The Last Word - How “The best thing that could ever happen to you” – happened to me
By Sander A. Flaum
Our industry is tiny. As a result, I’ve had a chance to work with some of the best in the business – people responsible for developing life-enhancing and often life-extending drugs. People I’m proud to call friends.
So when a tsunami of corporate acquisitions swept through pharma in the mid-2000s, I felt the effects personally. Wall Street loved pharma’s volatility, but for my friends in manager positions, there was no joy. For the first time in their lives, many were facing unemployment. Don’t get me wrong, they didn’t need sympathy. Unlike many downsized workers, they’d keep their houses. Their kids could go to college. But losing your job hurts. These men and women had been winners all their lives. They never imagined that someday their brains, talents, and hard work might not be enough.
One day I got a call from a CEO. He was surviving a merger, but his team was being downsized. He wanted me to talk to them as a group. He knew I was connected to many – some had been clients, others colleagues, and a few had attended my Leadership Forum at Fordham University Graduate School of Business. I agreed, but did not know quite what to say.
Then I recalled my days at Lederle Laboratories (now Pfizer). I had been assured that I was a lead candidate for General Manager of Marketing and Sales if my team could meet a series of sales goals. We busted hump, working unbelievably hard. And we succeeded! Soon, I was pulled aside for a chat. I was going to be passed over. The big job would go to someone else. Sorry, Sander, just politics.
For weeks, I was consumed by fury. Finally, I realized my anger was dragging me down, and my best recourse was to find another job. And it happened again! The CEO recruiting for a top job at an ad agency me assured me that once we turned the business around, he’d retire and I’d have his job. Guess what? The CEO soon decided that he’d keep working for “a bit longer.”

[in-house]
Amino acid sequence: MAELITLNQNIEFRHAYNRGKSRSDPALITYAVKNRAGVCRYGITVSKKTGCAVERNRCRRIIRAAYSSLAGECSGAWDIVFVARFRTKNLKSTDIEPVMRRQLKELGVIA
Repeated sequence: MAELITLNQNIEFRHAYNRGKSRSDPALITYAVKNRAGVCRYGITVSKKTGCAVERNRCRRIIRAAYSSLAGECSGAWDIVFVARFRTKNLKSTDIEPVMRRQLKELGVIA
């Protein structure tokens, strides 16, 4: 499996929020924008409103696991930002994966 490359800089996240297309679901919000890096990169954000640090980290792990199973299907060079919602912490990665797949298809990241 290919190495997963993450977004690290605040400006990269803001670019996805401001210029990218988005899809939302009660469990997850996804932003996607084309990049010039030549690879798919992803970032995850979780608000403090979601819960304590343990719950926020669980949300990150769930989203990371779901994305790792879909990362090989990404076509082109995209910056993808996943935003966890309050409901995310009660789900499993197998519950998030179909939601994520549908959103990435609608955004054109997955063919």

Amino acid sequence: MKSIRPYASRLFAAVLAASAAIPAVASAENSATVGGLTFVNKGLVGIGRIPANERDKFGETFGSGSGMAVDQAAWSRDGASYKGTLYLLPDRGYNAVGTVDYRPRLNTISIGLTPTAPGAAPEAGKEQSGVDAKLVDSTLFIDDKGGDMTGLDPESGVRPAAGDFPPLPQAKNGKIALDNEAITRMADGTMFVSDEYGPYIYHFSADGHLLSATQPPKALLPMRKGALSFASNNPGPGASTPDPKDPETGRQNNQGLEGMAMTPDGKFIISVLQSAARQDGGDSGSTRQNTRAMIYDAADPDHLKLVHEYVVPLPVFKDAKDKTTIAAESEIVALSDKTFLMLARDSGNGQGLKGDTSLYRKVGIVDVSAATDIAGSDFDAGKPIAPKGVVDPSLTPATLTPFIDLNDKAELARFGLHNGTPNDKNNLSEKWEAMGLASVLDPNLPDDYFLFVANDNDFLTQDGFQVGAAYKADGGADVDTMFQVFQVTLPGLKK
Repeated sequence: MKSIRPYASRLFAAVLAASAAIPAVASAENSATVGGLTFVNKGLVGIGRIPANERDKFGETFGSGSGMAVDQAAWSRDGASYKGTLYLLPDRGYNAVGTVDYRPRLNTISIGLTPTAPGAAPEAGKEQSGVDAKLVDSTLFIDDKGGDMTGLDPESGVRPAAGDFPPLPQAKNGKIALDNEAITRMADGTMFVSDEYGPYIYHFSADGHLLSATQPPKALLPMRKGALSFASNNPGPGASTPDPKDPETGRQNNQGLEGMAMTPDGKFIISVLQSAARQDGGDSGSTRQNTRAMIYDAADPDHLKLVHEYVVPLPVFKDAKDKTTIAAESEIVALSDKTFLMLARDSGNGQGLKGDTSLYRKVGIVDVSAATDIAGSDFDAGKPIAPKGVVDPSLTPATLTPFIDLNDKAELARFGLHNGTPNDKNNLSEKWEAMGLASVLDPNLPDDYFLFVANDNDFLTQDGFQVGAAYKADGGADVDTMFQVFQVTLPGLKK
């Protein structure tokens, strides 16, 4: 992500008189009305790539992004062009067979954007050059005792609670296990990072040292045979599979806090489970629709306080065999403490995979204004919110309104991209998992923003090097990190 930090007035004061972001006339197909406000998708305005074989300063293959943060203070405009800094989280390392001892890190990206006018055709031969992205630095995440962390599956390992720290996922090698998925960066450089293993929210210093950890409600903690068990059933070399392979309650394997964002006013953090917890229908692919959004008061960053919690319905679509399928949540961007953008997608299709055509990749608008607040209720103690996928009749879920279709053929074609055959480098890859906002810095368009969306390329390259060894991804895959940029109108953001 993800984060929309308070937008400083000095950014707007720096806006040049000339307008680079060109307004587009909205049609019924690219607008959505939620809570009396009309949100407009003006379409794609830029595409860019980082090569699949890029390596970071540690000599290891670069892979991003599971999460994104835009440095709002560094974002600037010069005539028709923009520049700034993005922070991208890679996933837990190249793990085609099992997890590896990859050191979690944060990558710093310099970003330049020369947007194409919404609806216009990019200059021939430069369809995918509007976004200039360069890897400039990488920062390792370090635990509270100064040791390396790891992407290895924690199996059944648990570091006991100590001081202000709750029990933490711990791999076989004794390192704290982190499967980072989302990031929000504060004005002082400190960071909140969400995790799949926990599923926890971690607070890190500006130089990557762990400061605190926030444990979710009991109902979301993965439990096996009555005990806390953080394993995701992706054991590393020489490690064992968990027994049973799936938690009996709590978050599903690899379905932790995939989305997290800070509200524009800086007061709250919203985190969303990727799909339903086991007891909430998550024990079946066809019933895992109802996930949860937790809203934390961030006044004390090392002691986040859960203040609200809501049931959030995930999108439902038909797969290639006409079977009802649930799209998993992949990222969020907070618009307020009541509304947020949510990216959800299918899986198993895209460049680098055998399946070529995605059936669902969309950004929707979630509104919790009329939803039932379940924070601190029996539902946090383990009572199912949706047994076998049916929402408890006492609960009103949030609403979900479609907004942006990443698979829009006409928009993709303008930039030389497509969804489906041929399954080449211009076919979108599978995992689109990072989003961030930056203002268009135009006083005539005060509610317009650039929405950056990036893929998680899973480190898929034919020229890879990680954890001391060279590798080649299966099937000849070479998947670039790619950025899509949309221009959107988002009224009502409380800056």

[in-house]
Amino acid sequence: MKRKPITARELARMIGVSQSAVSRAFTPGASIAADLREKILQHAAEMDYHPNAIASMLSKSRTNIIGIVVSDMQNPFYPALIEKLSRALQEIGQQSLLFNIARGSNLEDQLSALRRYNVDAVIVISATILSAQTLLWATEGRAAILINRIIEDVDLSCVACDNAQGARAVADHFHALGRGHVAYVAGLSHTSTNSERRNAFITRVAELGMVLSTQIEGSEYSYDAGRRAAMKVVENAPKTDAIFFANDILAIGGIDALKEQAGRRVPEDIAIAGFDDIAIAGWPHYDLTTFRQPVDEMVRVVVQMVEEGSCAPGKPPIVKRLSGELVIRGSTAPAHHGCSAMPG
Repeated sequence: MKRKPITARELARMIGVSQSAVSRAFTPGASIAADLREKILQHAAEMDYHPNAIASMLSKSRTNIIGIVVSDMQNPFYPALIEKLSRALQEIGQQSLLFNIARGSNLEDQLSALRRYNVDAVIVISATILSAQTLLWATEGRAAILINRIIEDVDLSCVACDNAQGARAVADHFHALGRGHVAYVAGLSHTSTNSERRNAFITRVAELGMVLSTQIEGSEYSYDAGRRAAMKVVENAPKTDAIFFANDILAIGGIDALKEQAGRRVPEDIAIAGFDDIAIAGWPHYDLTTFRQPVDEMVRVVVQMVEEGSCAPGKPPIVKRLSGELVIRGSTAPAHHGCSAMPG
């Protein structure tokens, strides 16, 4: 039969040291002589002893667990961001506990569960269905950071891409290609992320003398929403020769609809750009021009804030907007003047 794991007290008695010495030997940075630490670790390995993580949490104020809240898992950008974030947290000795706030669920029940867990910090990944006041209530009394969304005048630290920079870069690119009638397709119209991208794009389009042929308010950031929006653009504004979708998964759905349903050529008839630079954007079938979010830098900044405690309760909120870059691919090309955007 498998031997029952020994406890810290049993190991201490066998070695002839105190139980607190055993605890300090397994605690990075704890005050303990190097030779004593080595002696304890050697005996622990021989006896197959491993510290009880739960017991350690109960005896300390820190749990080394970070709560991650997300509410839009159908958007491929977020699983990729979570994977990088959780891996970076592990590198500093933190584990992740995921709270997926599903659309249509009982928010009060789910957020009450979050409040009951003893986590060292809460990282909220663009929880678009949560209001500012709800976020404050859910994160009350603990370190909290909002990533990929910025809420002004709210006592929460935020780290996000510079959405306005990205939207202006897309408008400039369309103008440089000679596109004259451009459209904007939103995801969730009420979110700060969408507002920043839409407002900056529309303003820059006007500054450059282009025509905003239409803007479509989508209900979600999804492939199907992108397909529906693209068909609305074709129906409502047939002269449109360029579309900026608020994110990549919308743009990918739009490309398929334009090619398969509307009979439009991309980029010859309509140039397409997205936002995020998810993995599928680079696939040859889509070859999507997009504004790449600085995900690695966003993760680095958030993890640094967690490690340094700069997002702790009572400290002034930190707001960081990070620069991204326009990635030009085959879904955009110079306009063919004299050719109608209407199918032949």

Now I was prepared. Channeling my previous experience, I reset my goals and began looking again. Third time was the charm. I found my dream job as CEO of the Robert A. Becker advertising agency (now Havas Health) and went on to build it to #2 in the global pharma business.
By sharing these experiences with the downsized group I was going to talk to, I hoped to show the necessity of moving past negative emotions and to demonstrate that career reversals could be an opportunity. Our culture has dozens of clichés for this idea. “When one door closes, another one opens.” “Every cloud has a silver lining.” These sound nice; but what most people need aren’t platitudes, they need a bit of help.
We began with meetings designed to safely vent anger and disappointment. Then I shared practical advice we had gathered from recruiters and headhunters. What success stories had they witnessed? What pitfalls had they seen?
One by one, members began to immerse themselves in résumé overhauls, networking, and interviews. I began hearing what became a familiar refrain, “At first I was terrified, but looking back, I realize it was the best thing that could have happened to me.” I also began to hear, “Sander, you really need to write a book about this.”
Well, that’s what I do. I write about business innovation and leadership. Approaching the subject like a mentor, I help people surmount challenges and seize opportunities. This time, I was writing for professionals who suffer a career reversal and who want to get back on that horse and ride again. I also wrote it for the sad souls who hate their jobs and know there’s something better waiting for them, but who need a kick in the pants to just get up and go.
The book came out in October and is titled “The Best Thing That Could Ever Happen To You…How a Career Reversal Can Reinvigorate Your Life.” No matter what life serves up, remember that you’re still the one in charge and can make the next stage in your life “the best thing that could ever happened to you.”
Sander A. Flaum is principal, Flaum Navigators, and chairman, Fordham Leadership Forum, Fordham University Graduate School of Business Administration.
Posted: December 2013